RF front end

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Block diagram of a superheterodyne receiver. The RF front end consists of the components on the left colored red.

In a radio receiver circuit, the RF front end is a generic term for all the circuitry between a receiver's antenna input up to and including the mixer stage.[1] It consists of all the components in the receiver that process the signal at the original incoming radio frequency (RF), before it is converted to a lower intermediate frequency (IF). In microwave and satellite receivers it is often called the low-noise block (LNB) or low-noise downconverter (LND) and is often located at the antenna, so that the signal from the antenna can be transferred to the rest of the receiver at the more easily handled intermediate frequency.

For most superheterodyne architectures, the RF front end consists of:[2]

  • A band-pass filter (BPF) to reduce image response. This removes any signals at the image frequency, which would otherwise interfere with the desired signal. It also prevents strong out-of-band signals from saturating the input stages.
  • An RF amplifier, often called the low-noise amplifier (LNA). Its primary responsibility is to increase the sensitivity of the receiver by amplifying weak signals without contaminating them with noise, so that they can stay above the noise level in succeeding stages. It must have a very low noise figure (NF). The RF amplifier may not be needed and is often omitted (or switched off) for frequencies below 30 MHz, where the signal-to-noise ratio is defined by atmospheric and man-made noise.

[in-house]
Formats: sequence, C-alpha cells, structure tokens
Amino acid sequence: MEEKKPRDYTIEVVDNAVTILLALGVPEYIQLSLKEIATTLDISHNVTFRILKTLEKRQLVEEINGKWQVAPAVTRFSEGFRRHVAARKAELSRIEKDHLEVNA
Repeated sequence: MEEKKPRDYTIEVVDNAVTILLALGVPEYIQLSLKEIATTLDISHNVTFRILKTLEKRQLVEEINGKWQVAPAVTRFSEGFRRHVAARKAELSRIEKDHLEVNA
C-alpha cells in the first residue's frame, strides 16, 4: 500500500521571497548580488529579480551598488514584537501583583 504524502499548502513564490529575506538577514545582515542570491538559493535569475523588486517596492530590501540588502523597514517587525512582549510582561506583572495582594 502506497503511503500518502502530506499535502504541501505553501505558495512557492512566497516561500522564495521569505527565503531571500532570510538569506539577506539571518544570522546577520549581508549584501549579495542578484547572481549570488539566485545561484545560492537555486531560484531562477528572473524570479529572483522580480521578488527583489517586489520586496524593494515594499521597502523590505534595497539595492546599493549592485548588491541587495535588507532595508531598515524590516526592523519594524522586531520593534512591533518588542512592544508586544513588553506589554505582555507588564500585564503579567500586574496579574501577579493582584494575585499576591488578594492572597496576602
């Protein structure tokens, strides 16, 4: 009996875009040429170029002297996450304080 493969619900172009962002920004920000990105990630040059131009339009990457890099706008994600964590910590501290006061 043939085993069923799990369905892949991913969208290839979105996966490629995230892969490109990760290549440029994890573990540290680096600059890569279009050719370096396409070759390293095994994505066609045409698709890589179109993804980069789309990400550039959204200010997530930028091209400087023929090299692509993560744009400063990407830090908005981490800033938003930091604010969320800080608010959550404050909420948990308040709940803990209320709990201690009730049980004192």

• A local oscillator (LO) which generates a radio frequency signal at an offset from the incoming signal, which is mixed with the incoming signal.
  • The mixer, which mixes the incoming signal with the signal from the local oscillator to convert the signal to the intermediate frequency (IF).

In digital receivers, particularly those in wireless devices such as cell phones and Wifi receivers, the intermediate frequency is digitized; sampled and converted to a binary digital form, and the rest of the processing – IF filtering and demodulation – is done by digital filters (digital signal processing, DSP), as these are smaller, use less power and can have more selectivity.[3] In this type of receiver the RF front end is defined as everything from the antenna to the analog to digital converter (ADC) which digitizes the signal.[3] The general trend is to do as much of the signal processing in digital form as possible, and some receivers digitize the RF signal directly, without down-conversion to an IF, so here the front end is merely an RF filter.


  1. ^ Carr, Joseph J. (2001). The Technician's Radio Receiver Handbook: Wireless and Telecommunication Technology. Newnes. p. 23. ISBN 0750673192.
  2. ^ Carr 2001 The Technician's Radio Receiver Handbook p. 37-39
  3. ^ a b Bowick, Christopher (2011). RF Circuit Design (2 ed.). Newnes. pp. 185–187. ISBN 0080553427.